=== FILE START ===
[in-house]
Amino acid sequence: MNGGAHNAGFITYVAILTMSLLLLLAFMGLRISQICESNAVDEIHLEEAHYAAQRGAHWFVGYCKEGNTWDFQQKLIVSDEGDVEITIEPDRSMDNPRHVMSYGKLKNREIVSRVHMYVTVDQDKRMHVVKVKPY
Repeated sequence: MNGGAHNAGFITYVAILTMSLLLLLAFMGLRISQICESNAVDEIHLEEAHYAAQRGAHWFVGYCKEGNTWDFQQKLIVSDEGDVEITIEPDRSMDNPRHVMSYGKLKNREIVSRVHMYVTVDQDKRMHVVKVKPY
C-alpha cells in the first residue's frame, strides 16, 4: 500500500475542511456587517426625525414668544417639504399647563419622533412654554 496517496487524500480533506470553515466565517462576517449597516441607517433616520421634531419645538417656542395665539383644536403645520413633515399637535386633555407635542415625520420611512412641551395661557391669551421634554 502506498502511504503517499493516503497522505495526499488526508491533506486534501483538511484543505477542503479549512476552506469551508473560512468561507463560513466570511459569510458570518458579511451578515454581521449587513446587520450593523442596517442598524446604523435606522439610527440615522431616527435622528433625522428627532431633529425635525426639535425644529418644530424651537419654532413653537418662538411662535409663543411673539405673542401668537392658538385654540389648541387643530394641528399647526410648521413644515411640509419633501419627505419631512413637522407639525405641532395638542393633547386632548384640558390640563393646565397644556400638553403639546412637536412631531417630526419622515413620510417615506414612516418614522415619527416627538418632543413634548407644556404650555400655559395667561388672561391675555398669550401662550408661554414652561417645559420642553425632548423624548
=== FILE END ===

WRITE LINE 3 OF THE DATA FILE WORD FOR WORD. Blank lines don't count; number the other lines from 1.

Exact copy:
Repeated sequence: MNGGAHNAGFITYVAILTMSLLLLLAFMGLRISQICESNAVDEIHLEEAHYAAQRGAHWFVGYCKEGNTWDFQQKLIVSDEGDVEITIEPDRSMDNPRHVMSYGKLKNREIVSRVHMYVTVDQDKRMHVVKVKPY